The German government is conferring outside Berlin to try to smooth tension between conservatives and Social Democrats. On the agenda are refugees, the economy, NATO, the EU and Germany's social welfare system.
Angela Merkel and her ministers are spending Tuesday and Wednesday in the town of Meseberg, about 70 kilometers (roughly 40 miles) outside Berlin. It's a retreat in both senses of the word: a meeting away from a usual place of work and a calculated withdrawal after a setback with the aim of regrouping.
Merkel held retreats for each of her previous governments, but there's arguably more at stake this time around. Her current grand coalition, almost six months in the making, has been beset by squabbling right from the start — particularly between leaders of Bavaria's conservative CSU and the Social Democrats (SPD).
Although NATO Secretary General Jens Stoltenberg and European Commission President Jean-Claude Juncker are attending, the emphasis is sure to be on German issues.
Heading off to the two-day retreat, German Transportation Minister Andreas Scheuer of the CSU referred to it as a "political camp."
Merkel is hoping that camping out in the baroque Meseberg Castle, the German equivalent of Camp David in the US or Chequers in the UK, will encourage the members of her coalition to form personal relationships and help bridge differences in policy.
Although Merkel headed a grand coalition in her previous term as well, 11 of the 15 ministerial-level government members are new. And they have brought with them some difficult clashes of personality and personal interest.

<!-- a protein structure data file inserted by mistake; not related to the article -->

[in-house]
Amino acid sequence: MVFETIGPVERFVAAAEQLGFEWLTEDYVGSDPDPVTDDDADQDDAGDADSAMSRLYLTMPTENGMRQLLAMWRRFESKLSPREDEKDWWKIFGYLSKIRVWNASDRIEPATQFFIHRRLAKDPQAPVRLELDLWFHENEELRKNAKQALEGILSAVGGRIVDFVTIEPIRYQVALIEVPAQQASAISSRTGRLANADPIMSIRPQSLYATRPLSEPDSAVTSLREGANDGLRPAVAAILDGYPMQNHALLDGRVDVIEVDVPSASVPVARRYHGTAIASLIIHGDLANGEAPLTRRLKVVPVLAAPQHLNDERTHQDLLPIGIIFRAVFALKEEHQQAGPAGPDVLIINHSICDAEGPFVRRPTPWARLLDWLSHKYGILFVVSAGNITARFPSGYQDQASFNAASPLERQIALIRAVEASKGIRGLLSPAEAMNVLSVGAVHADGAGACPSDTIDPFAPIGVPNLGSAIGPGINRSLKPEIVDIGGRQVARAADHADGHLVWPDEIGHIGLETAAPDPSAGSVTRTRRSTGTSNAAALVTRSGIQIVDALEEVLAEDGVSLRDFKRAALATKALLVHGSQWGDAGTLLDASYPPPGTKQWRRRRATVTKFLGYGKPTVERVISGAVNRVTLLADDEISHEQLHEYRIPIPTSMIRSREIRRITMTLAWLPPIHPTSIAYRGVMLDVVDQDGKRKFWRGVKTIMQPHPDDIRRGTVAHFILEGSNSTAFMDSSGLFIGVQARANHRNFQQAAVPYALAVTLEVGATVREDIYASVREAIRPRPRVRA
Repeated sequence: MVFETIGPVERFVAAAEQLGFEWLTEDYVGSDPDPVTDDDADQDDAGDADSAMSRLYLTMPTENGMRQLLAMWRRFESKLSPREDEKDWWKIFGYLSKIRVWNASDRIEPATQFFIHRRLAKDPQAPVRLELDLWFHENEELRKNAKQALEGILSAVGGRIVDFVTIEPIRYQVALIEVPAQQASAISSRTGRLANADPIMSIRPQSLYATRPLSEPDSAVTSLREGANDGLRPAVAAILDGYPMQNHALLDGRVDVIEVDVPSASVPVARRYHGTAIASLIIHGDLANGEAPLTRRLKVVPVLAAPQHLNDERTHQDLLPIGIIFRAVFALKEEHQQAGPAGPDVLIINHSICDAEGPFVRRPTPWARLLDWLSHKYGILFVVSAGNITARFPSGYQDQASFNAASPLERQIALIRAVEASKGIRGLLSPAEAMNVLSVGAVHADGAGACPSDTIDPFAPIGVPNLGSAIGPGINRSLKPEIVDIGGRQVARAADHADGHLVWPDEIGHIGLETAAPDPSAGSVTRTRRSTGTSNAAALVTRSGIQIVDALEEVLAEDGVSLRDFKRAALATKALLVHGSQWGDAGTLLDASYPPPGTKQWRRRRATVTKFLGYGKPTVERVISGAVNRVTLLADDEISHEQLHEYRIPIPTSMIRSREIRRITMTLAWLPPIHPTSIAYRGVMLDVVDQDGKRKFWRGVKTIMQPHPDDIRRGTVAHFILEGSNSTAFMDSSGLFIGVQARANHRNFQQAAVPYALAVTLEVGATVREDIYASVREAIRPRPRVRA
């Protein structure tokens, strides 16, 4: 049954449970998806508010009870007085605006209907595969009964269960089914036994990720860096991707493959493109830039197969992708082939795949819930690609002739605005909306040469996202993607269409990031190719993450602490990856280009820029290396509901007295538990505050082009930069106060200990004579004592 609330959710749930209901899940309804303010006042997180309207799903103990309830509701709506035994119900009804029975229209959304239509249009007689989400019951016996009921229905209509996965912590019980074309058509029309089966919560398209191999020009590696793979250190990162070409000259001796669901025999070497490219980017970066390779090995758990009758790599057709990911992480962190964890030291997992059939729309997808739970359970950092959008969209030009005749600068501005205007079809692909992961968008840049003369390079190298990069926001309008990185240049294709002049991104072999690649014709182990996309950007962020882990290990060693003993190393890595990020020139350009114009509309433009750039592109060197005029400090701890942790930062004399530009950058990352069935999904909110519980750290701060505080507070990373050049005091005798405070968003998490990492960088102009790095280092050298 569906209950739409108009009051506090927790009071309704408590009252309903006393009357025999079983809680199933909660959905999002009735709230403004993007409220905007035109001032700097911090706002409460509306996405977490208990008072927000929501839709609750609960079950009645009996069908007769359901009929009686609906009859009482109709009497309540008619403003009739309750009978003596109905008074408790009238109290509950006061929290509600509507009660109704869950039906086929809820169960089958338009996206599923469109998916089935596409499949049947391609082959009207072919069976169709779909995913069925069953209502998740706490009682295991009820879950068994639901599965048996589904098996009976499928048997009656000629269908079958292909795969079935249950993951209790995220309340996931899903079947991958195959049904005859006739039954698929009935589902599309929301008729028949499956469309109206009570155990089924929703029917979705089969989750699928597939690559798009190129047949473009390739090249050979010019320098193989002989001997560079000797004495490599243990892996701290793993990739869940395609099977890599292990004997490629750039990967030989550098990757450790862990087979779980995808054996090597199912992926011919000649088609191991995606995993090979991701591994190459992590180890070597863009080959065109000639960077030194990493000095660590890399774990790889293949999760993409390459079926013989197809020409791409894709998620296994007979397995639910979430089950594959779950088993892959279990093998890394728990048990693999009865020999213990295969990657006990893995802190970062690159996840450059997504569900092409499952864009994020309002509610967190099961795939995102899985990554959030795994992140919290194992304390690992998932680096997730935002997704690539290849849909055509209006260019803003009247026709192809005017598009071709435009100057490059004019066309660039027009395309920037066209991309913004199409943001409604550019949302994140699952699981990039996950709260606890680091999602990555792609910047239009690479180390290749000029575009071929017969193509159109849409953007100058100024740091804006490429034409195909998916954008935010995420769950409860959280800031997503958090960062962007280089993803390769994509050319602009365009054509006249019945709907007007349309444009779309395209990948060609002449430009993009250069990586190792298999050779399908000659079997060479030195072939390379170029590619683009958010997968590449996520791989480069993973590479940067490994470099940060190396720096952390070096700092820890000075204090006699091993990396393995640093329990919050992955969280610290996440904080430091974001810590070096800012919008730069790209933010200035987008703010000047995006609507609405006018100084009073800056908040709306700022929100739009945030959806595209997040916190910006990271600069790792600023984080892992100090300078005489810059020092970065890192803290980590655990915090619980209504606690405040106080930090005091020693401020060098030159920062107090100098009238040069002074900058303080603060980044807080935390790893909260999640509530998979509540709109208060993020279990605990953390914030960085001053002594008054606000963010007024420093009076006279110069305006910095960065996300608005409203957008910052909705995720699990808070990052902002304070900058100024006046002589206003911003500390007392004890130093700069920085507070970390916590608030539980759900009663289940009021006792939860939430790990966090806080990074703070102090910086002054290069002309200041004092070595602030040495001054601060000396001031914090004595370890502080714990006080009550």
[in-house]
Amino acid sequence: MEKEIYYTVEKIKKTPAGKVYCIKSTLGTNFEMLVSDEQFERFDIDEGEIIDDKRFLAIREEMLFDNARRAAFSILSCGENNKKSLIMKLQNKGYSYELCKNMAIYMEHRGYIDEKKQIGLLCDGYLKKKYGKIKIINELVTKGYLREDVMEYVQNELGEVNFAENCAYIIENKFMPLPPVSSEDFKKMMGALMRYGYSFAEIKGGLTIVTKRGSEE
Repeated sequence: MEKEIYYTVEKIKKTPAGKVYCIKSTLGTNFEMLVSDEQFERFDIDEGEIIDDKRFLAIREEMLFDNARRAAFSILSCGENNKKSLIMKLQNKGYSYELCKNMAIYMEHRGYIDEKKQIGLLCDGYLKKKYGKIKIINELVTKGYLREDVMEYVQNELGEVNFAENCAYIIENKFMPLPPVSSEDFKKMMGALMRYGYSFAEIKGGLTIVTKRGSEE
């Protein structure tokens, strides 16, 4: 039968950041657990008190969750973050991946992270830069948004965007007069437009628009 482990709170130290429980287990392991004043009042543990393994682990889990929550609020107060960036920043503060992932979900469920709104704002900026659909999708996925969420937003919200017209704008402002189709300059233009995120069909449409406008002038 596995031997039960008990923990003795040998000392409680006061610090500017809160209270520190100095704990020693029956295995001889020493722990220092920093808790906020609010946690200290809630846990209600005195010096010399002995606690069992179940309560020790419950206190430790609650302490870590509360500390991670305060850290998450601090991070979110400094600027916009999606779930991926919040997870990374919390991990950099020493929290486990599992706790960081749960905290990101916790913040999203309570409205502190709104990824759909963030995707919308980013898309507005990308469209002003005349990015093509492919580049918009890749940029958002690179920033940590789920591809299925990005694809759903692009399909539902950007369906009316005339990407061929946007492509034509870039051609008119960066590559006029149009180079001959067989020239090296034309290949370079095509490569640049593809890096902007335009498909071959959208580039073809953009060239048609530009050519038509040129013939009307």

'Spahnhofer' dividing conservatives, angering Social Democrats
As the ministers arrived in Meseberg on Tuesday afternoon, particular attention was focused on Horst Seehofer, interior minister and CSU party chairman. The 68-year-old Bavarian spent the first four weeks of the new government playing the role of very conspicuous fly in the ointment. Seehofer's statement that Islam was not part of Germany, his hints that family reunions for refugees would be dramatically curtailed and his enthusiasm at the re-election of Hungary's anti-immigrant Prime Minister Viktor Orban left the SPD and even the chancellor herself decidedly nonplussed.
Seehofer's motivation for positioning himself and his party as the more hardline conservatives is obvious, given that Bavaria has a regional election this year. The CSU is trying to defend its absolute majority against the far-right Alternative for Germany (AfD) party.
That's led to divisions within Germany's main conservative party, Merkel's CDU. Some within the CDU want the chancellor to put Seehofer in his place, as she did on the Islam in Germany issue, while others would rather she waited until after the Bavarian election.
At the same time, another faction within the CDU sympathizes with the positions advanced by Seehofer, particularly his resistance to Islam and restrictive stance on refugees and migrants. Conservative opposition to Merkel within her own party has crystallized around 37-year-old Health Minister Jens Spahn, who supposedly harbors ambitions of succeeding Merkel.